Historically, most TIAs have been attributed to cerebral embolism from small emboli with early recanalization . There are, however, two types of TIAs. One of these are clearly caused by episodic hypoperfusion; limb-shaking TIAs [4, 5] and light-induced monocular vision loss . These TIA syndromes are both associated with occlusion or severe stenosis of the carotid artery . Limb-shaking TIAs generally occur in patients with carotid occlusive disease and exhausted cerebrovascular reserve . A symptomatic event may be precipitated by decreased cerebral perfusion pressure, which can result from antihypertensive medications  or orthostatic hypotension . It has also been described as a consequence of decreased cerebral perfusion resulting from shifts of blood flow within vascular beds, such as those induced by exercise [7, 9] or by the postprandial state . Hyperventilation, which causes blood flow shifts intracranially, has been reported to cause limb-shaking TIAs in patients with Moya-Moya disease . In our reported case, mild exercise induced the symptoms, presumably from increased skeletal muscle perfusion at the expense of cerebral perfusion.
Treatment of repetitive limb-shaking TIAs with standard preventative measures including platelet inhibition and statins was not effective in our patient or in cases reported in the literature . Although no convincing evidence exists on the topic, successful surgical reperfusion in patients with repetitive limb-shaking TIAs, either with carotid endarterectomy or EC-IC bypass [2, 12], has been reported to successfully alleviate symptoms in the majority of the reported cases, as it did in this case.
The Carotid Occlusion Surgery Study (COSS)  compared medical stroke preventive therapy to EC-IC bypass grafting in patients with carotid occlusion based on both clinical and imaging criteria (increased oxygen extraction fraction). However, the study was halted due to futility. Although there was evidence of improved oxygen metabolism with EC-IC bypass, the surgical treatment provided no protection from stroke over medical therapy. This was mainly due to a high perioperative risk. In our reported case, medical therapy failed to stop symptoms, but surgical therapy was successful. The amelioration of distressing TIA symptoms was certainly interpreted as a success of the surgical procedure, but does not prove a stroke was prevented in our case.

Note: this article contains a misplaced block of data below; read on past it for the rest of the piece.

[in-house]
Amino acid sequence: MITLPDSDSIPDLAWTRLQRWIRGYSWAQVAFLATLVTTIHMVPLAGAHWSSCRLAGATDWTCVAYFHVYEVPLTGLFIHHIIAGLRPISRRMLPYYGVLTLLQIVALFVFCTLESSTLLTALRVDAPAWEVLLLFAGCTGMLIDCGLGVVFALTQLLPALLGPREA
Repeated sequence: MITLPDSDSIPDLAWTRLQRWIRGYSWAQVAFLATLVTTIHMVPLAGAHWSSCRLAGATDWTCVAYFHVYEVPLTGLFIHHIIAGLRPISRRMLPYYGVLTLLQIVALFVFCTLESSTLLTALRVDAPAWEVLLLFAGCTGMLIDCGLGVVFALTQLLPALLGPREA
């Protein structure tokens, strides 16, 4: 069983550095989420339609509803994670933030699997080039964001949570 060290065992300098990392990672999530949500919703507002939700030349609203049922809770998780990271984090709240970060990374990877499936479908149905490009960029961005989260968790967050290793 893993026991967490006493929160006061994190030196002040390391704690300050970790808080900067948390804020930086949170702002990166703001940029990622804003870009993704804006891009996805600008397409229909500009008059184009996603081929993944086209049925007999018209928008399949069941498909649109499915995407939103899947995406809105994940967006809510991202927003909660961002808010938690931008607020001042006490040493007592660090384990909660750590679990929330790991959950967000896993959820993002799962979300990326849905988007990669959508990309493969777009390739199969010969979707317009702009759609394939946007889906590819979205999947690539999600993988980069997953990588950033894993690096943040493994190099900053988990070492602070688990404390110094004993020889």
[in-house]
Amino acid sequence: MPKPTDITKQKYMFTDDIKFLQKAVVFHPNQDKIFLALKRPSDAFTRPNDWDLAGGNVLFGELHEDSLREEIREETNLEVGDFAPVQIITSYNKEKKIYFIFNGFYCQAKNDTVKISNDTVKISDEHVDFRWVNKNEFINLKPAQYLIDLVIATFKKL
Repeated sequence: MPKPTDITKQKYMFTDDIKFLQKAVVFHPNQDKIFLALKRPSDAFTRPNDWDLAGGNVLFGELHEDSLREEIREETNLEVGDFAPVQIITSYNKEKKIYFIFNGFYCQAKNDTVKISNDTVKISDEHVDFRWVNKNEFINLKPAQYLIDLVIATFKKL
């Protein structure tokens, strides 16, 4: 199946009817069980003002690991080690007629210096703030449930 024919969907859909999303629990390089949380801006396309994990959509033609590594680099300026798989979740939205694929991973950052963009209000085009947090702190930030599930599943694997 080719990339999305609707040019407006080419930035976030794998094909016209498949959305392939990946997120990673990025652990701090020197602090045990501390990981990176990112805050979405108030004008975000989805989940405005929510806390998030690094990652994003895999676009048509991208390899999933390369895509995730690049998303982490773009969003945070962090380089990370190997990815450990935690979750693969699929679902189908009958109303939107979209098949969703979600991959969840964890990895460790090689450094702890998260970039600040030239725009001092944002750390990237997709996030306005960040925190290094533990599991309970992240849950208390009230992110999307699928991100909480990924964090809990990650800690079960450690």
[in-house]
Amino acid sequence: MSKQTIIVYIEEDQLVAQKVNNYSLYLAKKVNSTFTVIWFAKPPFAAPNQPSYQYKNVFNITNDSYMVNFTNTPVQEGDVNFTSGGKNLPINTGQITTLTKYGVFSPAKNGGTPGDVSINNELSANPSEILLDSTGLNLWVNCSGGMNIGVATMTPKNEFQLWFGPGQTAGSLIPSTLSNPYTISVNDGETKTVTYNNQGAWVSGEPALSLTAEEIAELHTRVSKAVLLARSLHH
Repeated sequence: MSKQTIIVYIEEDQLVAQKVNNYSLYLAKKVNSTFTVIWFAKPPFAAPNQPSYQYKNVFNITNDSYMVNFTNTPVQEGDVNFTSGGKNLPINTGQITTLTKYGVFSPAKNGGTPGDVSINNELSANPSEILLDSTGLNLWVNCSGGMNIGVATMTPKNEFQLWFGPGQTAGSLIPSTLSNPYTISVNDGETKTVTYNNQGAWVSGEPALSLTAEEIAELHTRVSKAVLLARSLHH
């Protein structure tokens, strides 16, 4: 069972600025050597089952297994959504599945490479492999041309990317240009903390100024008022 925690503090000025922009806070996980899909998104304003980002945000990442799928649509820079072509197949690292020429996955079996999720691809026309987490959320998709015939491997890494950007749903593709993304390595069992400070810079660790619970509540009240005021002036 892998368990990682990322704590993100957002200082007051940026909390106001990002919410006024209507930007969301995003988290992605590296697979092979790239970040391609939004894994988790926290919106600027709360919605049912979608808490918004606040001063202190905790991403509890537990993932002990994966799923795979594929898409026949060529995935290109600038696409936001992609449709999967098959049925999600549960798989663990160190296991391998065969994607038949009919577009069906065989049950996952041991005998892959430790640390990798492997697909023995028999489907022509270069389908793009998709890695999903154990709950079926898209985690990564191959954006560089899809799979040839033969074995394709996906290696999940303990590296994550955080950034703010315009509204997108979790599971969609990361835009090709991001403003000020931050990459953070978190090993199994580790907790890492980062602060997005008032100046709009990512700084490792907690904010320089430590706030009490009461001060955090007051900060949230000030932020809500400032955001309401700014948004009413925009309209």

It has been suggested that the surgery actually decreased the effectiveness of the ‘pre-surgical collateral’ flow to the left MCA in this patient. Prior to the surgery, limb-shaking TIAs occurred only with exercise, but not at rest. Two years following the surgery, during which time the collateral flow reserve was not essential, the patient was able to reproduce the TIA symptoms at rest by manually compressing the graft. This suggests that the effectiveness of the pre-existing collaterals decreased with establishment of the STA-MCA bypass impairing the recruitment blood flow through collaterals, when the by-pass grafts blood flow was disrupted by brief mechanical compression. This reduction of collateral flow is a theoretical risk of late complications of EC-IC bypass in the setting of traumatic disruption of the bypass graft.
This case also reinforces the concept that a movement disorder can be a manifestation of cerebral ischemia. The concept that “positive” symptoms are seizure and “negative” symptoms are stroke is a generalization that can result in diagnostic errors with both stroke and seizure patients [14, 15]. Hemiballismus and hemichorea are consequences of prior cerebral ischemia, which may become less frequent or entirely resolved over time . Limb-shaking TIAs can be mistaken for seizures, if not carefully evaluated . Importantly, in the reported patient, a separate episode was not accompanied by EEG changes (data not shown).
From the video of the patient’s episode, the onset from vascular compression to occlusion was approximately 20 s, and there was a further 20 s delay from reperfusion to the recovery from the symptoms. This observation is consistent with early experimental studies of cerebral ischemia [17–19]. Although the patient’s induced ischemic episodes have been short, and his episodes prior to his revascularization surgery did not produce permanent symptoms, the patient has been advised against compressing his STA.
A patient population of 313 patients with symptomatic occlusion of the internal carotid artery was found to have 11 % (34 patients) incidence of limb-shaking TIAs . This suggests this particular TIA type may be more common than generally realized. TIAs are almost never seen by a physician, leaving the diagnosis to be made by history. To our knowledge, this is the first case with video documentation of the clinical appearance of a limb-shaking TIA, which should increase physician understanding of the clinical nature of limb-shaking TIAs.